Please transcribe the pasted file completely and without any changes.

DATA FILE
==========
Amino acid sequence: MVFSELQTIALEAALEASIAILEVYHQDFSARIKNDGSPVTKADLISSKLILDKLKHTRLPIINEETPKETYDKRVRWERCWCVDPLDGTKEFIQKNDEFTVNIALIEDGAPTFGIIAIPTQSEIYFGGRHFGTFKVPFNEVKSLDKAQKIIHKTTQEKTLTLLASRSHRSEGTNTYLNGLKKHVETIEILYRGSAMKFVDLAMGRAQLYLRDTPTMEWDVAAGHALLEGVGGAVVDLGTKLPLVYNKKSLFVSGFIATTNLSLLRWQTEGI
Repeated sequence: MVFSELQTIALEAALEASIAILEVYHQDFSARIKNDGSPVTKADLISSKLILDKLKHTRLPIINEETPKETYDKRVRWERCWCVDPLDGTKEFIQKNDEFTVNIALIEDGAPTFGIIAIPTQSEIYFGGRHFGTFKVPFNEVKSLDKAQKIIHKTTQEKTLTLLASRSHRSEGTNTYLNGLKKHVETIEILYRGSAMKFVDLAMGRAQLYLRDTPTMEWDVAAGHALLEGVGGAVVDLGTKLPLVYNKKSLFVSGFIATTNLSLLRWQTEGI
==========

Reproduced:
Amino acid sequence: MVFSELQTIALEAALEASIAILEVYHQDFSARIKNDGSPVTKADLISSKLILDKLKHTRLPIINEETPKETYDKRVRWERCWCVDPLDGTKEFIQKNDEFTVNIALIEDGAPTFGIIAIPTQSEIYFGGRHFGTFKVPFNEVKSLDKAQKIIHKTTQEKTLTLLASRSHRSEGTNTYLNGLKKHVETIEILYRGSAMKFVDLAMGRAQLYLRDTPTMEWDVAAGHALLEGVGGAVVDLGTKLPLVYNKKSLFVSGFIATTNLSLLRWQTEGI
Repeated sequence: MVFSELQTIALEAALEASIAILEVYHQDFSARIKNDGSPVTKADLISSKLILDKLKHTRLPIINEETPKETYDKRVRWERCWCVDPLDGTKEFIQKNDEFTVNIALIEDGAPTFGIIAIPTQSEIYFGGRHFGTFKVPFNEVKSLDKAQKIIHKTTQEKTLTLLASRSHRSEGTNTYLNGLKKHVETIEILYRGSAMKFVDLAMGRAQLYLRDTPTMEWDVAAGHALLEGVGGAVVDLGTKLPLVYNKKSLFVSGFIATTNLSLLRWQTEGI